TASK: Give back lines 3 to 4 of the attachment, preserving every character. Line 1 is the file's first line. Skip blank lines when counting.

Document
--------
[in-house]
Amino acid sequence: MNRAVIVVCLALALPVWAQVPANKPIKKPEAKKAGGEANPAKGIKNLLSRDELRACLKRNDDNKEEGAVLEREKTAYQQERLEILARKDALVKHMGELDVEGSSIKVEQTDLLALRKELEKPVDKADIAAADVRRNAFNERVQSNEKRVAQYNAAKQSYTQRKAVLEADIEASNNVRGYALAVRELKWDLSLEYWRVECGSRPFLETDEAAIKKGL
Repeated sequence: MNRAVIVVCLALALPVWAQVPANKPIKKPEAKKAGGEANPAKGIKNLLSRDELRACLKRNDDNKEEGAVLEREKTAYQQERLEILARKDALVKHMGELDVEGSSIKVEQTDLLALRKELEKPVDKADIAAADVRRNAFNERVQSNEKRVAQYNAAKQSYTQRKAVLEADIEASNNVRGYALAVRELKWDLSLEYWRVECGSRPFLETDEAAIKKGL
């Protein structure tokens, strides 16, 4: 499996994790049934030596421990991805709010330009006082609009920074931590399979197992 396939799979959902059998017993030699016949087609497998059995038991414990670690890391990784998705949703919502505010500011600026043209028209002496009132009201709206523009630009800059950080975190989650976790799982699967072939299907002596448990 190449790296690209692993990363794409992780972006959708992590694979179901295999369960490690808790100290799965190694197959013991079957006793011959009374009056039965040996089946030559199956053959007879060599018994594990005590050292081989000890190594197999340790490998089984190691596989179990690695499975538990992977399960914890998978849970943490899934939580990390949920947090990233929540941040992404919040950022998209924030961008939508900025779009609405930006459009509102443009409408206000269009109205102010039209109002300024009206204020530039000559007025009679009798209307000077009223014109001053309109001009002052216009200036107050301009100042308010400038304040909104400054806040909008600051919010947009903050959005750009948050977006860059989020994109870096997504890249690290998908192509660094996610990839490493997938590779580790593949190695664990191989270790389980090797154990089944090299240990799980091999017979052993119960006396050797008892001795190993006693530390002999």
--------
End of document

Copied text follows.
Repeated sequence: MNRAVIVVCLALALPVWAQVPANKPIKKPEAKKAGGEANPAKGIKNLLSRDELRACLKRNDDNKEEGAVLEREKTAYQQERLEILARKDALVKHMGELDVEGSSIKVEQTDLLALRKELEKPVDKADIAAADVRRNAFNERVQSNEKRVAQYNAAKQSYTQRKAVLEADIEASNNVRGYALAVRELKWDLSLEYWRVECGSRPFLETDEAAIKKGL
């Protein structure tokens, strides 16, 4: 499996994790049934030596421990991805709010330009006082609009920074931590399979197992 396939799979959902059998017993030699016949087609497998059995038991414990670690890391990784998705949703919502505010500011600026043209028209002496009132009201709206523009630009800059950080975190989650976790799982699967072939299907002596448990 190449790296690209692993990363794409992780972006959708992590694979179901295999369960490690808790100290799965190694197959013991079957006793011959009374009056039965040996089946030559199956053959007879060599018994594990005590050292081989000890190594197999340790490998089984190691596989179990690695499975538990992977399960914890998978849970943490899934939580990390949920947090990233929540941040992404919040950022998209924030961008939508900025779009609405930006459009509102443009409408206000269009109205102010039209109002300024009206204020530039000559007025009679009798209307000077009223014109001053309109001009002052216009200036107050301009100042308010400038304040909104400054806040909008600051919010947009903050959005750009948050977006860059989020994109870096997504890249690290998908192509660094996610990839490493997938590779580790593949190695664990191989270790389980090797154990089944090299240990799980091999017979052993119960006396050797008892001795190993006693530390002999």